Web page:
The Connecticut Mental Health Center
Law & Psychiatry
Court-related services and training on the complex, and often difficult, border between mental health and the law.
The Law & Psychiatry division has five components that serve CMHC, the New Haven community, the courts and the Yale School of Medicine.
The New Haven Office of Court Evaluations conducts approximately 500 court-ordered evaluations per year. These statutorily mandated evaluations are ordered by the criminal courts in the New Haven, Ansonia-Milford, Waterbury, Meriden, and Middletown Judicial Districts. Evaluations include competency to stand trial and substance dependence evaluations as well as evaluations for treatment at Whiting Forensic Hospital.
The New Haven Diversion Program serves mental health clients involved in the New Haven criminal courts by providing assessment, referral, and follow-up for persons arrested on minor criminal charges. The program also provides training for the New Haven Police Academy and transitional planning for persons who are either newly incarcerated or being released from confinement.
Most recently the program was instrumental in the legislative initiative to expand jail diversion programs to serve all Connecticut courts.
The Law and Psychiatry Evaluation Service provides over 50 forensic evaluations each year at the request of attorneys, courts, licensing boards, national and state agencies, private business, insurance companies and private individuals. The myriad evaluations include Not Guilty By Reason Of Insanity defenses, presentencing evaluations, worker's compensation, ability to practice and fitness for duty, risk assessment, sexual deviance, and emotional damage evaluations under mental health law.
Overall, the impact of the division is considerable in shaping state legislation and policy development in an effort to assure quality and fair services for the mentally ill.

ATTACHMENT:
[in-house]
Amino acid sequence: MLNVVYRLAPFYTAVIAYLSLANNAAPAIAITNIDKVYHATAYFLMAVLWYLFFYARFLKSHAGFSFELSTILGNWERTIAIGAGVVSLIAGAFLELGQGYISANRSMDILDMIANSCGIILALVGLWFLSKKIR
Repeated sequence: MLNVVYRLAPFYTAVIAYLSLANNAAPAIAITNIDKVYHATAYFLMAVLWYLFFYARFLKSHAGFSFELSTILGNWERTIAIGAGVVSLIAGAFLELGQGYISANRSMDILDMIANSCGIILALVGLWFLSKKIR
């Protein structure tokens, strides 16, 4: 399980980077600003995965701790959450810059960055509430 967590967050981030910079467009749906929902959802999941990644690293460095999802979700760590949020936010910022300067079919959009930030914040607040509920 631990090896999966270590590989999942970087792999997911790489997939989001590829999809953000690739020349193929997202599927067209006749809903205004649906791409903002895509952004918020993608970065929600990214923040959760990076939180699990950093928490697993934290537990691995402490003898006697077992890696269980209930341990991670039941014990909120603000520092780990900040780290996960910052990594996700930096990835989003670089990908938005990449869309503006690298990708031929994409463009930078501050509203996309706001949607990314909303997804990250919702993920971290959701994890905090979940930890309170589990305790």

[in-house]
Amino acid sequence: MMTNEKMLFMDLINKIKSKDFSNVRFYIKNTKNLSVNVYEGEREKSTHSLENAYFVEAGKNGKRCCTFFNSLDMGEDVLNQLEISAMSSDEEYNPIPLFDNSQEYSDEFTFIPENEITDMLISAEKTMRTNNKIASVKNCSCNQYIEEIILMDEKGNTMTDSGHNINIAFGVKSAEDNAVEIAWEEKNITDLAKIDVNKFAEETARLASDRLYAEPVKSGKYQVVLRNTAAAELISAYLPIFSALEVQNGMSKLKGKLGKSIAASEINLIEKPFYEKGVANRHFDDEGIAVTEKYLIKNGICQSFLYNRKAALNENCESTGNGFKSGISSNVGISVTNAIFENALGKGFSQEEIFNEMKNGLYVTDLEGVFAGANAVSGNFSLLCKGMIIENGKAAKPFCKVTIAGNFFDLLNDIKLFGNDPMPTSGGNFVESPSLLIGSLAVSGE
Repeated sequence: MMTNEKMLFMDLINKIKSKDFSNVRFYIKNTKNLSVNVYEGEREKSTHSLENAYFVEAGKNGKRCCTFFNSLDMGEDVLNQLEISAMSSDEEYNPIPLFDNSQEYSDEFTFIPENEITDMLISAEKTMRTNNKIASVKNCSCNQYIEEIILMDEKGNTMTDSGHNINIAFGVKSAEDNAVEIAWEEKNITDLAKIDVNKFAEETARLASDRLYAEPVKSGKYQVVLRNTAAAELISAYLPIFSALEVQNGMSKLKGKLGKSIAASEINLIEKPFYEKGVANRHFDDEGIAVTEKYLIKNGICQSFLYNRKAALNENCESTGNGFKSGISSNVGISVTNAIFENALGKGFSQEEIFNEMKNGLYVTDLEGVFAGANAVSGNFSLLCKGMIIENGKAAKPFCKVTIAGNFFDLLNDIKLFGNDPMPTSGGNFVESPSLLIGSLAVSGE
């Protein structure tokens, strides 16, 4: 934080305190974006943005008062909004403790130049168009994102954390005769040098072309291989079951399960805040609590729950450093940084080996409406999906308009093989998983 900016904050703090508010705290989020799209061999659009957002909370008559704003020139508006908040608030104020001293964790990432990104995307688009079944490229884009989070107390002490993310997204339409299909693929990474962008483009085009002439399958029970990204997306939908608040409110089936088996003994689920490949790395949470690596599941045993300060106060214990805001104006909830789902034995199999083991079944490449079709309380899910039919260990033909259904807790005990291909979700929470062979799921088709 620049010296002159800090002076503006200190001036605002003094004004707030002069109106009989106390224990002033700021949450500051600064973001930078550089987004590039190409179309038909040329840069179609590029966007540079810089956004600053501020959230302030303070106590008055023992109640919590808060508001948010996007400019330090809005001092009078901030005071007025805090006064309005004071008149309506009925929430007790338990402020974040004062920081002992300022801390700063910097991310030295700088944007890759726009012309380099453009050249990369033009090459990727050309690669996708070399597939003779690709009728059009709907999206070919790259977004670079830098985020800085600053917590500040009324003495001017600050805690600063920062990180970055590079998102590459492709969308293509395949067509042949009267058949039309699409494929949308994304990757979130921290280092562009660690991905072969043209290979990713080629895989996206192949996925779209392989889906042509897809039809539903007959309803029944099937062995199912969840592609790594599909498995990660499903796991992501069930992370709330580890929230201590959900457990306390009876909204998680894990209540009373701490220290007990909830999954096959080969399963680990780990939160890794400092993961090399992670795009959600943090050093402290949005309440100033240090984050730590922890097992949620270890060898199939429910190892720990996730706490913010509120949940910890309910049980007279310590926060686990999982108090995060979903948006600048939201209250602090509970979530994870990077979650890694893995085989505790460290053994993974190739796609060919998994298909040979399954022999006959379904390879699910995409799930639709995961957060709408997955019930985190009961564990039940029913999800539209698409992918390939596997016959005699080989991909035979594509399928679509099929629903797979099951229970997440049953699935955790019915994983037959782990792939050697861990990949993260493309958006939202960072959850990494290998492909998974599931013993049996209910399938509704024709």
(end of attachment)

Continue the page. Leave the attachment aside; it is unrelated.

The Yale Forensic Psychiatry Fellowship Program enrolls four psychiatrists a year for an intensive 12-month program with placements in the Department of Correction, State's Attorney's Office, Federal Defender's Office, Department of Children and Families, Connecticut Valley Hospital, and the Yale Law School.
The Collaborative Divorce Project (CDP)
The Collaborative Divorce Project is an intervention and research program that tests and examines the effectiveness of a comprehensive divorce preventive intervention for children 0-6 years old and their families. The intervention incorporates research results and clinical expertise in a test of a collaborative law model that is expected to improve outcomes of divorce for children and parents by changing the institutional context in which divorce occurs. The program includes 160 families from two judicial districts. The grant funded research also provides post-doctoral training to graduate students in Law and Psychology and research experience to undergraduates, and works with the judiciary and lawmakers to shape policy regarding divorcing families and the welfare of their children within the family law system.
The Law and Psychiatry Educational Center contracts to provide training and educational programs for DMHAS and other state agencies on a variety of forensic topics including risk assessment, confidentiality, competency evaluations and restoration. The consultation provided by the division is ongoing and addresses questions on subpoenas, testimony, mandatory reporting and risk management in the community.
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